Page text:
What matters is that two categories of new rules for the proposed investment recommender system are defined by investment experts using their knowledge. When an expert decides that it is necessary to eliminate one or more variables from a generated rule, that rule falls under a certain category. As a result, the expert can modify one or more of the six variables in each rule the system generates and produce a new rule. Rules that are not produced by the system fall into the second category. Not all the rules that can be created based on the available variables are necessarily generated by the proposed investment recommender system. As previously mentioned, this system may function using fuzzy logic and incomplete or inaccurate data. Consequently, a new rule that incorporates all the variables and is not currently generated by the system can be added to it based on feedback from investors who use the system and the opinions of experts.

This system attempts to address the issue of incomplete or inaccurate data by using the function described for it. One of the system's drawbacks is that it only takes potential investors' demographic information into account. As system inputs, these data are also constrained to six variables. Another drawback is that only a few investment types are clustered together and viewed as the system's output. Naturally, the rules produced by the system will alter as the characteristics of potential investors are changed as inputs and as investment types are altered as an output of the system. Other traits of potential investors may be considered as system inputs in the future. Additionally, it is recommended that experts conduct future research in intelligently producing knowledge-based rules so that these rules can be intelligently added to the system based on experts' judgment.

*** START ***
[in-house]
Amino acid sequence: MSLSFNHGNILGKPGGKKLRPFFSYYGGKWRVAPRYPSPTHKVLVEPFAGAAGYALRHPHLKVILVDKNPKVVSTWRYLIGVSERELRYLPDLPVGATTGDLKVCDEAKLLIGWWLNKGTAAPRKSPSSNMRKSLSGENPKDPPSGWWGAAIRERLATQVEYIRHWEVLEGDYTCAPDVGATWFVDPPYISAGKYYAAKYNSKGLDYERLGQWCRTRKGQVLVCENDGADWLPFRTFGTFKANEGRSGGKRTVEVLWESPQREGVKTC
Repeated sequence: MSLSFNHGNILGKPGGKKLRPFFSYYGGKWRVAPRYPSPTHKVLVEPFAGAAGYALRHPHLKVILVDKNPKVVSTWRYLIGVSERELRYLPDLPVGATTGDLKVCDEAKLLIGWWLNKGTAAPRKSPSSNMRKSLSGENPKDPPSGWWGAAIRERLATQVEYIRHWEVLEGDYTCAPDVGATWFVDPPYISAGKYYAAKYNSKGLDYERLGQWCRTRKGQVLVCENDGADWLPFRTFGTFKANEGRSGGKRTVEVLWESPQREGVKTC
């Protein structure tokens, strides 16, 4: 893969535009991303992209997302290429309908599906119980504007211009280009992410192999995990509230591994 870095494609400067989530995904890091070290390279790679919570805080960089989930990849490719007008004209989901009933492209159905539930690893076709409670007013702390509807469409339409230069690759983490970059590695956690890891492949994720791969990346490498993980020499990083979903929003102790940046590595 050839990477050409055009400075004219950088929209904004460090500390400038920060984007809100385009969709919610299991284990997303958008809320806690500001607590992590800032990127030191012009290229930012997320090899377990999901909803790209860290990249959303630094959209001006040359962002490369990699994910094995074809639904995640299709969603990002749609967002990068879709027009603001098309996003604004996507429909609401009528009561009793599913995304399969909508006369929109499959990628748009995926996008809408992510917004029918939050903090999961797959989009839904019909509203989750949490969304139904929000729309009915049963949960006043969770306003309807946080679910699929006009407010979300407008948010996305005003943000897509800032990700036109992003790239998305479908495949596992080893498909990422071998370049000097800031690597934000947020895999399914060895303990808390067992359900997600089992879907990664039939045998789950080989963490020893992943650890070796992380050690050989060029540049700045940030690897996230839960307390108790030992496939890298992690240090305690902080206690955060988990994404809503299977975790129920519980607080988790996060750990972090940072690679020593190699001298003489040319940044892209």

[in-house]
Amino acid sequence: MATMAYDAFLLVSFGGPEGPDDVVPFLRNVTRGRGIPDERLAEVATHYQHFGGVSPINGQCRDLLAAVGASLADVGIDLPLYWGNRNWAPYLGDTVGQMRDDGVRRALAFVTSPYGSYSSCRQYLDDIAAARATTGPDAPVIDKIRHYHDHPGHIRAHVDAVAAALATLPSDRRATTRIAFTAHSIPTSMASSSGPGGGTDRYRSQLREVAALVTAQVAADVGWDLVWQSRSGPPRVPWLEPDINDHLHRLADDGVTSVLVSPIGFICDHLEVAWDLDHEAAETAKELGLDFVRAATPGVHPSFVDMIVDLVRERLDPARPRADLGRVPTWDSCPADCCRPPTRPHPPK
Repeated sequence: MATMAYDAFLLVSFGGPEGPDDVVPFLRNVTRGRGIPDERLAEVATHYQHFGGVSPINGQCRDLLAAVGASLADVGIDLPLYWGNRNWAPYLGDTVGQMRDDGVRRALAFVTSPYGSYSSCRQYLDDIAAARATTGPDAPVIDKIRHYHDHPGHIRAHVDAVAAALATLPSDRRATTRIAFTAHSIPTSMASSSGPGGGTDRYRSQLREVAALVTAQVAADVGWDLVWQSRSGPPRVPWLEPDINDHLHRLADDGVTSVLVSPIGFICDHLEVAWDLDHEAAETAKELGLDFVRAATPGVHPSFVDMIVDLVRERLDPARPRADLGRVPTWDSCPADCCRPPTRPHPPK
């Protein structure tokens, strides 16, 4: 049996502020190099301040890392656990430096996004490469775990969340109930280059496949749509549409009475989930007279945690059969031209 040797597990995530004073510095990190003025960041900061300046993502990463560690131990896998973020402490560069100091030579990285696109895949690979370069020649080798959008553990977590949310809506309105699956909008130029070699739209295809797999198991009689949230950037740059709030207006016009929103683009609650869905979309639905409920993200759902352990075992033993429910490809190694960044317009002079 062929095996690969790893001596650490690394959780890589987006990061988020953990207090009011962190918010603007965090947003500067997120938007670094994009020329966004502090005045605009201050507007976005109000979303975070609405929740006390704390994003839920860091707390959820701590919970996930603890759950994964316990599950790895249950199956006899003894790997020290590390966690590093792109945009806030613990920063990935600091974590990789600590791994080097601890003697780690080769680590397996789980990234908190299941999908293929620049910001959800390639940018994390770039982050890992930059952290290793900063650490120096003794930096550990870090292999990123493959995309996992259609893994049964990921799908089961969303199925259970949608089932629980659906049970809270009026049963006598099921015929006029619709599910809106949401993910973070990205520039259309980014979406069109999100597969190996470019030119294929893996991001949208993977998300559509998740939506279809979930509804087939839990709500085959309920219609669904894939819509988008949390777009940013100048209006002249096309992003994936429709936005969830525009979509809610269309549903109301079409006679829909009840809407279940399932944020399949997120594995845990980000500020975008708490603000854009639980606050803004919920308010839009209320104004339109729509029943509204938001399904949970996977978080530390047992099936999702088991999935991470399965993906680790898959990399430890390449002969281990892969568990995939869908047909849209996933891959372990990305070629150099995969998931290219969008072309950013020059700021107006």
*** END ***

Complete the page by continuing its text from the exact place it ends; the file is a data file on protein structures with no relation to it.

Availability of data and materials

Original data was collected in partnership with the Corvinus University of Budapest, the Dorsum company, and the Portfolio in the 1.3.1-VKE-2018–00007 project in the Hungarian language. According to the consortium agreement and the head of the project's consent, project data can be used for additional research and publications by the authors. The authors translated, cleaned, and prepared it for this research. New data available at Asemi, Asefeh (2022), “Data for Adaptive Neuro-Fuzzy Inference System for Customizing Investment Type based on the Potential Investors’ Demographics”, Mendeley Data, V1,


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We would like to thank Ms. Asefeh Asemi from Khurzouk Municipality in interpretation of some parts of primer data that were gathered from customers.  


Open access funding provided by Corvinus University of Budapest.

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Asefeh Asemi acted as the main researcher, Adeleh Asemi provided guidance as the research advisor, and Andrea Ko served as the research supervisor. All authors read and approved the final manuscript.

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Correspondence to Andrea Ko.

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Work at the Corvinus University of Budapest helped design and develop the survey in conjunction with commercial companies (Dorsum and Portfolio).

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Asemi, A., Asemi, A. & Ko, A. Adaptive neuro-fuzzy inference system for customizing investment type based on the potential investors’ demographics and feedback. J Big Data 10, 87 (2023).